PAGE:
It would be a trial by fire for Afghanistan when the gutsy team from the strife-torn country makes its Asia Cup debut by taking on defending champions Pakistan in Fatullah on Thursday.
Mohammad Nabi’s Afghanistan was brought into the Asia Cup after it qualified for the 50-over World Cup scheduled next year. They would look to make a good impression in front of their four sub-continental neighbours, namely India, Pakistan, Sri Lanka and Bangladesh.
The interest that they have managed to generate by their presence notwithstanding, Afghanistan are not expected to go too far in the tournament given that they have played just two one-dayers against Test nations, losing both matches to Pakistan and Australia.
That exposure also came way back in 2012 and it would be interesting to see how the minnows have grown since then.
What would count in their favour in the Asia Cup is the team’s firm understanding of the local conditions given that eight from the current squad have participated in various domestic competitions here including the Bangladesh Premier League.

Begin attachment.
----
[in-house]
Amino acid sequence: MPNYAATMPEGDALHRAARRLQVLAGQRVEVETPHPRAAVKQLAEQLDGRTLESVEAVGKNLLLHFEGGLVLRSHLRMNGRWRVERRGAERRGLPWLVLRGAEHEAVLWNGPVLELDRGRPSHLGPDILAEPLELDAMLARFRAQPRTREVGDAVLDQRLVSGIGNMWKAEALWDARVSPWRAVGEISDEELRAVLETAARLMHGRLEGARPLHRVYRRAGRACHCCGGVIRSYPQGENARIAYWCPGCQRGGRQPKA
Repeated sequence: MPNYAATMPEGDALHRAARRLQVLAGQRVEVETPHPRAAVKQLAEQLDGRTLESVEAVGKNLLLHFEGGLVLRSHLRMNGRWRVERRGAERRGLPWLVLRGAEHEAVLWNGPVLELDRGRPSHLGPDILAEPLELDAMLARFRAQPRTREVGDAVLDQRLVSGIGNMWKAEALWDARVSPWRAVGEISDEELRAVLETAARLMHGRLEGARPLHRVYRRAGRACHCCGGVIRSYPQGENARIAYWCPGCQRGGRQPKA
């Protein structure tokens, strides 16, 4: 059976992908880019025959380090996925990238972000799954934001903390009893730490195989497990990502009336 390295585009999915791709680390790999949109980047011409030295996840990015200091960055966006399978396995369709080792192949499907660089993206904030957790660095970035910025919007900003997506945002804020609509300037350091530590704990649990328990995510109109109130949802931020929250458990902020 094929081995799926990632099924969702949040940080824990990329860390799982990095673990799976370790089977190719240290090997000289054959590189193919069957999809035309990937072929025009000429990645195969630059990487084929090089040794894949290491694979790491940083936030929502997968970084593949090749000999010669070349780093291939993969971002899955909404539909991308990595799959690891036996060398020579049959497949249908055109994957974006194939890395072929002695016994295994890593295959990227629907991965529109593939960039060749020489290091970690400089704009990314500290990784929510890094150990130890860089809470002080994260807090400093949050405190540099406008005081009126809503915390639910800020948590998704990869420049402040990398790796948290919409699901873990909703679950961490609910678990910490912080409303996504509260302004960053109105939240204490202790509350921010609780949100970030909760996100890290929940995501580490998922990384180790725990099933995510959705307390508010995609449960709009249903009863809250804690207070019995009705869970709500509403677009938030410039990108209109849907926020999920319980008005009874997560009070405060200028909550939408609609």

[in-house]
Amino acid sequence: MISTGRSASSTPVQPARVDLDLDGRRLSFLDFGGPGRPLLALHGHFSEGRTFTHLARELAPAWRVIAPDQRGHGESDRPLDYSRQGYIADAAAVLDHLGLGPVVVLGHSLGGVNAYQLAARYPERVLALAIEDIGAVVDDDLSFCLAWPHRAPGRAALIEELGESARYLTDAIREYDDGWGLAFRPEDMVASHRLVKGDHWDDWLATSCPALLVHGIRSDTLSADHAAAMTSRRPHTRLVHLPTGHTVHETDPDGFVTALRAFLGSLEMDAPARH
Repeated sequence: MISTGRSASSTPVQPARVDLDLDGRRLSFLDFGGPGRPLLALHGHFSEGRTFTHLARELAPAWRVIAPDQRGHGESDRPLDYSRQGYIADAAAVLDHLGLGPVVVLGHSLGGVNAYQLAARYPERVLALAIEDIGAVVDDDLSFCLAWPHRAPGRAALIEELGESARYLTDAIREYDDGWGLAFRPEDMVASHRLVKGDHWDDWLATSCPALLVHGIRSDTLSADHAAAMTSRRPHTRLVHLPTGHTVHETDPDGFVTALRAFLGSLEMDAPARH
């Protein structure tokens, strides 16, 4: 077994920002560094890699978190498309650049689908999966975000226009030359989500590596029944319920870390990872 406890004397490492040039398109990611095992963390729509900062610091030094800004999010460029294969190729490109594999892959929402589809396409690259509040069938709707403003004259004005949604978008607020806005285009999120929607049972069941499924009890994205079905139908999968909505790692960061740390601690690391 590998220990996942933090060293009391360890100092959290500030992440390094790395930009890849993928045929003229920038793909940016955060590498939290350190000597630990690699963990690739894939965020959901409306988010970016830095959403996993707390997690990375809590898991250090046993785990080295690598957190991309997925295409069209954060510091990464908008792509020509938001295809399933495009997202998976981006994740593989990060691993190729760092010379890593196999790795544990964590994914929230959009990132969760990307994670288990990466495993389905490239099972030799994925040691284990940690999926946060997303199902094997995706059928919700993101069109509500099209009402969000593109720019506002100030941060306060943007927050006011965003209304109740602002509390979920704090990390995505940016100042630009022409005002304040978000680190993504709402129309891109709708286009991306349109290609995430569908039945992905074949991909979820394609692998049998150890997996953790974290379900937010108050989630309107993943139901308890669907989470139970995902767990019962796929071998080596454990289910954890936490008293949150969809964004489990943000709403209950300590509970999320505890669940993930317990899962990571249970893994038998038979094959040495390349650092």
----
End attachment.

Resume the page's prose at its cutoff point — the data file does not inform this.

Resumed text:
“Rahmat Shah, Azghar (Stanikzai), Gulbadin Naib, (Mohammad) Shahzad, Shapoor (Zadran), maybe half the team has played in Bangladesh and this is a good experience for them and for Afghanistan,” said Nabi, himself a regular at the T20 event.
“We will try our best against every team. There is no target. We will play good cricket and when the time comes we will win,” he added.
Whatever the end result, Afghanistan are expected to put their best foot forward on the field, making them exciting prospects at the regional mega-event.
Pakistan, on the other hand, would have to quickly shake off the disappointment of losing their tournament-opener against Sri Lanka.
The temperamental side was done in by speedster Lasith Malinga’s brilliant five-wicket haul under pressure and opener Lahiru Thirimanne’s second ODI century as it lost by 12 runs while chasing 297 last night.
Barring Umar Akmal (73) and skipper Misbah-ul Haq (74), none of the Pakistani batsman managed to produce innings of substance as the team crumbled despite having a fair shot at victory.
The botched chase would have to be erased from the memory pretty quickly for the Pakistanis, who would do well not to underestimate the gritty Afghans.
One of the big concerns to emerge for Pakistan in the match was bowling at the start of the innings which allowed Sri Lanka to settle down.
“I think at the start we bowled too many bad balls, or boundary balls. If we had bowled a little better then, the 10-15 run margin that decided the game, I think we could have done better,” Misbah conceded after the loss yesterday.
Given Pakistan’s reputation of being unpredictable and Afghanistan’s much-appreciated stomach for fight, an interesting contest seems on the cards on Thursday.